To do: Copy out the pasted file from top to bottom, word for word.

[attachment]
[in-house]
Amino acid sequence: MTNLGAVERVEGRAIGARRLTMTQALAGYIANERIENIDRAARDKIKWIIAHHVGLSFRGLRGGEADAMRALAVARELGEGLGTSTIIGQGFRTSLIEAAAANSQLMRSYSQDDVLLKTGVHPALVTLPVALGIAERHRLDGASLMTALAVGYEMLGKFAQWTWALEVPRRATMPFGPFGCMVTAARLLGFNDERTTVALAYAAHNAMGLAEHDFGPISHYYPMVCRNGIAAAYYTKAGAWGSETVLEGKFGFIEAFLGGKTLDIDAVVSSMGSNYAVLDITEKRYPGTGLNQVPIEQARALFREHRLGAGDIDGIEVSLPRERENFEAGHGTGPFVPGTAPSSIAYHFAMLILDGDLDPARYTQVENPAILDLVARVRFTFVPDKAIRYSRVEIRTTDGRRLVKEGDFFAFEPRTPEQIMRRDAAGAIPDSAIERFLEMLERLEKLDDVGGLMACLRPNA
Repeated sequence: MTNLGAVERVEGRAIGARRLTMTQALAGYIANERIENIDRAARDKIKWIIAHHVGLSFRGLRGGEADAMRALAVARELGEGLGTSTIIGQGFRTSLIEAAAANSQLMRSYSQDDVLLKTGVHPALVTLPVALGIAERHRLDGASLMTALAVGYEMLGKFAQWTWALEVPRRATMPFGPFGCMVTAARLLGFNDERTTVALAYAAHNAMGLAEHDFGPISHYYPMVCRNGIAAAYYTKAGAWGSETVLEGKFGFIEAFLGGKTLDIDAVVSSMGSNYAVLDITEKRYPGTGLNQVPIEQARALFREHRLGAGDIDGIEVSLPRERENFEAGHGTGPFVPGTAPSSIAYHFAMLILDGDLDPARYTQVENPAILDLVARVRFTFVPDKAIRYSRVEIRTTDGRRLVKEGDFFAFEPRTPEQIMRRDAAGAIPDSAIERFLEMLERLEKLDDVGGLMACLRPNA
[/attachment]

[in-house]
Amino acid sequence: MTNLGAVERVEGRAIGARRLTMTQALAGYIANERIENIDRAARDKIKWIIAHHVGLSFRGLRGGEADAMRALAVARELGEGLGTSTIIGQGFRTSLIEAAAANSQLMRSYSQDDVLLKTGVHPALVTLPVALGIAERHRLDGASLMTALAVGYEMLGKFAQWTWALEVPRRATMPFGPFGCMVTAARLLGFNDERTTVALAYAAHNAMGLAEHDFGPISHYYPMVCRNGIAAAYYTKAGAWGSETVLEGKFGFIEAFLGGKTLDIDAVVSSMGSNYAVLDITEKRYPGTGLNQVPIEQARALFREHRLGAGDIDGIEVSLPRERENFEAGHGTGPFVPGTAPSSIAYHFAMLILDGDLDPARYTQVENPAILDLVARVRFTFVPDKAIRYSRVEIRTTDGRRLVKEGDFFAFEPRTPEQIMRRDAAGAIPDSAIERFLEMLERLEKLDDVGGLMACLRPNA
Repeated sequence: MTNLGAVERVEGRAIGARRLTMTQALAGYIANERIENIDRAARDKIKWIIAHHVGLSFRGLRGGEADAMRALAVARELGEGLGTSTIIGQGFRTSLIEAAAANSQLMRSYSQDDVLLKTGVHPALVTLPVALGIAERHRLDGASLMTALAVGYEMLGKFAQWTWALEVPRRATMPFGPFGCMVTAARLLGFNDERTTVALAYAAHNAMGLAEHDFGPISHYYPMVCRNGIAAAYYTKAGAWGSETVLEGKFGFIEAFLGGKTLDIDAVVSSMGSNYAVLDITEKRYPGTGLNQVPIEQARALFREHRLGAGDIDGIEVSLPRERENFEAGHGTGPFVPGTAPSSIAYHFAMLILDGDLDPARYTQVENPAILDLVARVRFTFVPDKAIRYSRVEIRTTDGRRLVKEGDFFAFEPRTPEQIMRRDAAGAIPDSAIERFLEMLERLEKLDDVGGLMACLRPNA